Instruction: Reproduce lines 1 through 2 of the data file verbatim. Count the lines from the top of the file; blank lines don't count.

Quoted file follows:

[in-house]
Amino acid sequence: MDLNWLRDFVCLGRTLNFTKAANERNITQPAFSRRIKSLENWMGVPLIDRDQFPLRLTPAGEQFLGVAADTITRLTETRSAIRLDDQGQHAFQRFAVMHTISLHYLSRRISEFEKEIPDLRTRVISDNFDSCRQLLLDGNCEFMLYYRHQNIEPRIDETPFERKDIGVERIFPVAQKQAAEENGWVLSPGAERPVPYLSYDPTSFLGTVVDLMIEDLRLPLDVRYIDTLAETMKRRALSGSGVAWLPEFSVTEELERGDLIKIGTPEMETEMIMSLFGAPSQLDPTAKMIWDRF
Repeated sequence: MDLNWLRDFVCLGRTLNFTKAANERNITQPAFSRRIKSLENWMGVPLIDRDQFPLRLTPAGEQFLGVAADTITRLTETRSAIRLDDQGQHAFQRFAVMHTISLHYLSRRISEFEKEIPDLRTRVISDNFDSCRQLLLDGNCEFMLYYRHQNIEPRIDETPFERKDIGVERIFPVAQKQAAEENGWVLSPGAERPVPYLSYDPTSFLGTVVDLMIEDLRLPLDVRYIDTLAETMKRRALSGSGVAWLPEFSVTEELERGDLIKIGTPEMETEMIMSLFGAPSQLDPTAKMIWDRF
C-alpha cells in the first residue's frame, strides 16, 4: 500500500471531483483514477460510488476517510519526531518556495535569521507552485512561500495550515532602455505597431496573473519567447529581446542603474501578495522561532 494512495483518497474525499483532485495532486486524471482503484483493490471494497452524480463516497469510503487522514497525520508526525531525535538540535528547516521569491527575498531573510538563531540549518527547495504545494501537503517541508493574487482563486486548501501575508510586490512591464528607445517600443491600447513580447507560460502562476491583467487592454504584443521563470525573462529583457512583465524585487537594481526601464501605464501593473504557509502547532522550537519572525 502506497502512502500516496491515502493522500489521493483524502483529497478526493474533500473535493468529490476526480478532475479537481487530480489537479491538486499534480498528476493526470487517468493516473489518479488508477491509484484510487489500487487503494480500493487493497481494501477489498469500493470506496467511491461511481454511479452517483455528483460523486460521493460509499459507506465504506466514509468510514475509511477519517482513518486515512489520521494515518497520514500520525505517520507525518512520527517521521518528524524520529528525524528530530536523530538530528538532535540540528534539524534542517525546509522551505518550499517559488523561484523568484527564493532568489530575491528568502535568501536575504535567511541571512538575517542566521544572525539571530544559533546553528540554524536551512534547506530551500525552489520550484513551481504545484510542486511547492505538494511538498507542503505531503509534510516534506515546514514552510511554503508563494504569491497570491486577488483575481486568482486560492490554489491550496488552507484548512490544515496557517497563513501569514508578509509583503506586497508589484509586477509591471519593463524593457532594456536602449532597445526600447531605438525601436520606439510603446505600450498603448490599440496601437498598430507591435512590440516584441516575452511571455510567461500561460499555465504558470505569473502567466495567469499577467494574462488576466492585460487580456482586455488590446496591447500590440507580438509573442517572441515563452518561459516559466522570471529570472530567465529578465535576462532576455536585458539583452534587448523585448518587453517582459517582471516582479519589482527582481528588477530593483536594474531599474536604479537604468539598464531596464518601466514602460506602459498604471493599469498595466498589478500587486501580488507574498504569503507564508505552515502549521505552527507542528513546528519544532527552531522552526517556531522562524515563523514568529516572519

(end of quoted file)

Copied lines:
[in-house]
Amino acid sequence: MDLNWLRDFVCLGRTLNFTKAANERNITQPAFSRRIKSLENWMGVPLIDRDQFPLRLTPAGEQFLGVAADTITRLTETRSAIRLDDQGQHAFQRFAVMHTISLHYLSRRISEFEKEIPDLRTRVISDNFDSCRQLLLDGNCEFMLYYRHQNIEPRIDETPFERKDIGVERIFPVAQKQAAEENGWVLSPGAERPVPYLSYDPTSFLGTVVDLMIEDLRLPLDVRYIDTLAETMKRRALSGSGVAWLPEFSVTEELERGDLIKIGTPEMETEMIMSLFGAPSQLDPTAKMIWDRF